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leatherdoll
« Reply #2 on: November 27, 2005 07:12:54 PM »

That is fantastic. I wish I had one when I was a baby.
Im jealous now.
Great job. I love it.
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Stephannie
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« Reply #3 on: November 27, 2005 09:43:36 PM »

That is awesome!  Two different quilts in one-- a two-fer.  I love, um, I love both sides, I can't choose. Grin
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StookeyDough
« Reply #4 on: November 27, 2005 10:41:30 PM »

Seriously amazing.  I looked at the title thinking that it would be like Nightmare Before Christmas fabric... but this is amazing.  Bravo.
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lady4feet
« Reply #5 on: November 27, 2005 11:25:26 PM »

Awesome!! I'm in love with the Jack side I think although both are great.
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Ezri_B
« Reply #6 on: November 28, 2005 07:17:57 AM »

Brilliant! I love when people give things a huge creative spin, and you really accomplished that! It is gorgeous ! I honestly can't decide which side I like better, but with your quilt they wouldn't have to decide Smiley
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bananna fish
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« Reply #7 on: November 28, 2005 08:06:00 PM »

wow, wow, wow
the crazy quilt side is amazing - oh hell, I love both sides! I don't think I'd be able to decide which side I like more!

what is the size on that? typical lap-size/baby-size?
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BatGrrl
« Reply #8 on: November 28, 2005 08:34:28 PM »

The quilt is roughly crib size, 55" x 40".  Basically, if I stand and hold it, my head goes where Jack's would poke out the top.  I took a pattern off my own baby blanket for the size.  I used a little thicker batting in it to give it a higher baby-tumbling absorption rate, also because I hope it will be used and loved for many years and will then withstand the worst of settling.  My grandma made me a very simple quilt when I was a baby, and I still have it and actually used it on my bed right through high school.  It's flatter than a pancake now, and apparently I actually wore one side off it when I was really young and it had to be replaced.  Mom tells me that baby plays on it at home on the floor all the time.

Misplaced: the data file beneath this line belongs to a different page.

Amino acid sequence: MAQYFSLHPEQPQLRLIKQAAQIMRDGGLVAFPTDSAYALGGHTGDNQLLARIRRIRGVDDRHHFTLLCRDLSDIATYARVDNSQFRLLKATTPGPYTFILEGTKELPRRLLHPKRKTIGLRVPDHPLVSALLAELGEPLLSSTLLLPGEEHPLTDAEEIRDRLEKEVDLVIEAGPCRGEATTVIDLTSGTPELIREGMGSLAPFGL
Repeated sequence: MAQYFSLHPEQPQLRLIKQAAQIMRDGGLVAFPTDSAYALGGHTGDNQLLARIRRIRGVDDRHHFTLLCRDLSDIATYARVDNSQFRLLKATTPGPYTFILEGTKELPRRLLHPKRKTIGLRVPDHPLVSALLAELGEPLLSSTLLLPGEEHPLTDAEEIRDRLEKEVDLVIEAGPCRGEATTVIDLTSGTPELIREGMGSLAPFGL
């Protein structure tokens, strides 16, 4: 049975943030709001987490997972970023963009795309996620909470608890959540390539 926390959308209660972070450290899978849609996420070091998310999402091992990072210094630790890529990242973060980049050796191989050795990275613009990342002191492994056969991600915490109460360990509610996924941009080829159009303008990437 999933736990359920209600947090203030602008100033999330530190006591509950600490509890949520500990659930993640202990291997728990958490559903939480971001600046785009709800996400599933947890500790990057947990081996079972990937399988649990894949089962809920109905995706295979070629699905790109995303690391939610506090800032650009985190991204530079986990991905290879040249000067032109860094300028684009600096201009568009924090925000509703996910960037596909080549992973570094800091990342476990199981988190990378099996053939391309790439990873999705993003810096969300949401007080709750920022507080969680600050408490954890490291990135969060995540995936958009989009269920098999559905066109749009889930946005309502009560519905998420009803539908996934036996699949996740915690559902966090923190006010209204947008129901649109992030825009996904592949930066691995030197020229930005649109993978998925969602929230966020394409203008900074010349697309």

Originally, I'd even planned to make a fleece hood that would pull out of the top seam, also two-sided, Jack-faced on one side and Sally-faced on the other.  I couldn't figure out a good plan for seam-closure when not in use that didn't include scratchy Velcro, though, and decided that dropping it off a month after she was born was late enough and gave up on the logistics of that.  It's really too big of a quilt to be the one you'd wrap baby in to carry to the car anyway, and so many carseats now have that snap-out carrier that it didn't seem worth the effort.

I've come across some even better fabrics since and have been stashing them away.  I think I'll do another baby quilt for my own first little one, when we get to that.  I'm also considering enlarging and varying the pattern for a full-size quilt.  I've had many people interested in the quilt as a potential gift (to buy for others), but the amount of work that goes into it would make the price ridiculously expensive for a baby gift.  I'd be willing to try to scan pattern pieces if I can get the scanner back up and running (I think it needs to be reinstalled)--the patterns come covered in attractive newsprint, as that's what I blew the pattern up onto after I drew it first on a piece of typing paper.  Once you know the dimensions of the quilt, the Jack side is easy enough to graph out on your own if you want to, but the Sally side is a bit trickier.  If anyone is seriously interested, let me know and I'll see what I can do.

Pieces,

Joanne
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meshell
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« Reply #9 on: November 28, 2005 08:44:16 PM »

That's really neat.  I love your interpretation!